Sunday, December 7, 2008

Stephane, Take Stephen With You

Stephane Dion has already announced his departure from the leadership of the Liberal Party, although not soon enough according to some, including many in his own party. Perhaps it would be best if while exiting M. Dion held the door for Mr. Harper to leave as well.

Some will bristle at this suggestion, after all Stephen Harper has just won a second consecutive mandate for the Tories, the most recent being tantalizingly close to a majority. And therein lies the rub. With almost every conceivable advantage going into the October 14th election he STILL was unable to garner his coveted majority.

His principle rivals were plagued with an ineffective leader, one unable to articulate well in the language spoken by 75 per cent of Canadians. While certainly earnest, Liberal leader Stephane Dion failed miserably to connect with voters. And the attack ads unleashed by Harper's Conservatives were patently unnecessary. Those radio phone-in show ads, with actors voicing lines like, "Can you imagine Dion representing us on the world stage", to say nothing of the pooping just made the Conservatives look mean spirited and small minded.

Harper's team didn't even bother to put out an election platform until the advance polls had already closed. Why bother? The central issue of the campaign became whether or not we wanted the so called "Green Shift" and the answer was clear...whether it was a smart move or not, a majority of Canadians rejected it whole heartedly. Dion started to recover slightly when the focus shifted to the economy, but he squandered his lift in the polls by using it to try and sell the doomed Green Shift.

Harper had demonstrated his political acumen by gaining support in Quebec and seemed poised to win perhaps as many as 20 seats in that province, doubling up from the previous election. His recognition of Quebecers as a 'nation' within Canada was key to wooing the support of soft separatist voters in that province. Perhaps this was the cost when he negotiated for the support of the Bloc Quebecois in trying to topple Paul Martin's Liberal minority in 2004...but that's something we'll never know.

Add to that the emergence of the Green Party on the left and you had the perfect Conservative storm. Harper called the election in an obvious attempt to gain a majority and rid himself of any worry about the opposition defeating his government. Were it not for tactical blunders in cutting back funding to arts and culture, as well as a get tough approach on youth crime...he likely would have secured it. Quebecers care deeply about arts and culture, and as one of the most liberal minded parts of the country they're uncomfortable with the notion of sticking teenage lawbreakers with the label of felon.

After the dust from the election had settled the wise thing to do would have been for Mr. Harper to lick his wounds and learn from his mistakes. But perhaps like a cribbage player ruminating over a wrong decision of which cards to toss into the crib...I imagine he couldn't let go of what he'd lost. He'd come so close to being able to enact whatever agenda he wished without any real opposition...and now his government would have to face an opposition that could unite at any time and topple his government.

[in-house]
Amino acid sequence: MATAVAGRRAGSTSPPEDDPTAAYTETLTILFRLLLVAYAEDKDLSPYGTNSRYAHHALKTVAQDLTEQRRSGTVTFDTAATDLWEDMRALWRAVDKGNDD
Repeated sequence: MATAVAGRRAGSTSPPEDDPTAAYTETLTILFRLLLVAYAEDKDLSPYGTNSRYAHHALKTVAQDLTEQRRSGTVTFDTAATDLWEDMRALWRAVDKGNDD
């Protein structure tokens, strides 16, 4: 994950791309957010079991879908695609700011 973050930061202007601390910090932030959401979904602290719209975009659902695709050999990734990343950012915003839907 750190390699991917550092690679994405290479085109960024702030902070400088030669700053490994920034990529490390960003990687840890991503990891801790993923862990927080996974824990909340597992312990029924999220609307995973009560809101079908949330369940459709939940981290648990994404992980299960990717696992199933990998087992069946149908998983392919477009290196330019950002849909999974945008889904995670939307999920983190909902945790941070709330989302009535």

The only reason for that to be a concern would be if he was planning to unleash something around which the opposition could galvanize public support. Think of Mulroney's GST for example. Had Mulroney led a minority parliament and been defeated by the prospect of a national sales tax he would have been crucified in an election. But with a majority a governing party can follow a less popular more ideological path early in its mandate, becoming more concerned with popularity and re-election as time winds down to dissolution.

In Canada's 39th parliament, the one we just replaced, the opposition parties had given Harper free reign. The Liberals/NDP/Bloc were not going to unite and defeat Harper's government without a key issue around which to rally Canadians. And Harper was wise not to give them one...and so we had over 2 years of electoral peace in this country. Had Harper stuck to his promise of fixed election dates we could have avoided this mess altogether. But with a deep recession looming on the horizon Harper couldn't take the chance of going to the electorate in the midst of a faltering economy and quite likely in a deficit position.

And now what do we have thanks to all of Harper's Machiavellian maneuverings? We have a country that's ready to come apart at the seams with staunch supporters on the left and right screaming at each other. We have the west talking of separation and have strengthened the separatist Bloc's electoral hold on Quebec. As I mentioned in an earlier entry, its east versus west, urban versus rural, English versus French...what a mess.

And of course with rabid supporters on each side of the coalition debate its all turned into a question of whose conspiracy theory do you buy into. If you're anti-coalition you probably see this as an undemocratic cabal of central Canadians trying to seize power from a duly elected government. If you support the coalition you probably see Harper as a neo-conservative ideologue who desperately needs a majority to enact a pro-business, slash and burn agenda that will erode the rights of individuals. The Conservatives' Watergating of the private Bloc/NDP discussions does little to dispel this impression.

Harper has poisoned the well from which our democracy drinks. Yes Canadians elected the Conservatives to a strong minority mandate, and yes they should be allowed to govern accordingly. But to make this work Harper should join Stephane Dion on the sidelines so that new leaders capable of governing in the Canadian tradition of conciliation and compromise can take over.

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